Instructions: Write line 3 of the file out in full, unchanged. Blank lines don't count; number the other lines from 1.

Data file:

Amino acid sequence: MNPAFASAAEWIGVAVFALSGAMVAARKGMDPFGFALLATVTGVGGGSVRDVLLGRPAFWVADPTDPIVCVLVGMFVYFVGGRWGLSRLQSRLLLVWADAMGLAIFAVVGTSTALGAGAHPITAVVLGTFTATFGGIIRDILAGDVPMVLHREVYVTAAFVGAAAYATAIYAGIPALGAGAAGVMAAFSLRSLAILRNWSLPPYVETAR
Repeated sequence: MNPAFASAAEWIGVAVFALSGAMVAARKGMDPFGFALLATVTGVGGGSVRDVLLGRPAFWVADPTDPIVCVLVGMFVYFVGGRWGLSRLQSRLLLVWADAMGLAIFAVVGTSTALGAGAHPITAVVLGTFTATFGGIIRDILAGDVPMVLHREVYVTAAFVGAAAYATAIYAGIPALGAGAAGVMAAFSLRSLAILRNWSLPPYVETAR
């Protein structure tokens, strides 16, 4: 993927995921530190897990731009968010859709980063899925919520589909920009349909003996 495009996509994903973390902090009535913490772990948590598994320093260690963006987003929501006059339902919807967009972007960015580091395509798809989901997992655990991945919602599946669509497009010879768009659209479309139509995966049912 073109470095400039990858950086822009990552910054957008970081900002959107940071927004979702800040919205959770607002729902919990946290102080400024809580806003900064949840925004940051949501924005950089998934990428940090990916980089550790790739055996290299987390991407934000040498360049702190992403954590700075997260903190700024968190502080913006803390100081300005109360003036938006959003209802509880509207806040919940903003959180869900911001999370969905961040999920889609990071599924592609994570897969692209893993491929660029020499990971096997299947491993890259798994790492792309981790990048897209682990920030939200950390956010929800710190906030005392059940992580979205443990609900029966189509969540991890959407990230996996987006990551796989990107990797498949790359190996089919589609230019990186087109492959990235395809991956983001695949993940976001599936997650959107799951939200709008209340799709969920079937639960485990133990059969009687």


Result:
């Protein structure tokens, strides 16, 4: 993927995921530190897990731009968010859709980063899925919520589909920009349909003996 495009996509994903973390902090009535913490772990948590598994320093260690963006987003929501006059339902919807967009972007960015580091395509798809989901997992655990991945919602599946669509497009010879768009659209479309139509995966049912 073109470095400039990858950086822009990552910054957008970081900002959107940071927004979702800040919205959770607002729902919990946290102080400024809580806003900064949840925004940051949501924005950089998934990428940090990916980089550790790739055996290299987390991407934000040498360049702190992403954590700075997260903190700024968190502080913006803390100081300005109360003036938006959003209802509880509207806040919940903003959180869900911001999370969905961040999920889609990071599924592609994570897969692209893993491929660029020499990971096997299947491993890259798994790492792309981790990048897209682990920030939200950390956010929800710190906030005392059940992580979205443990609900029966189509969540991890959407990230996996987006990551796989990107990797498949790359190996089919589609230019990186087109492959990235395809991956983001695949993940976001599936997650959107799951939200709008209340799709969920079937639960485990133990059969009687």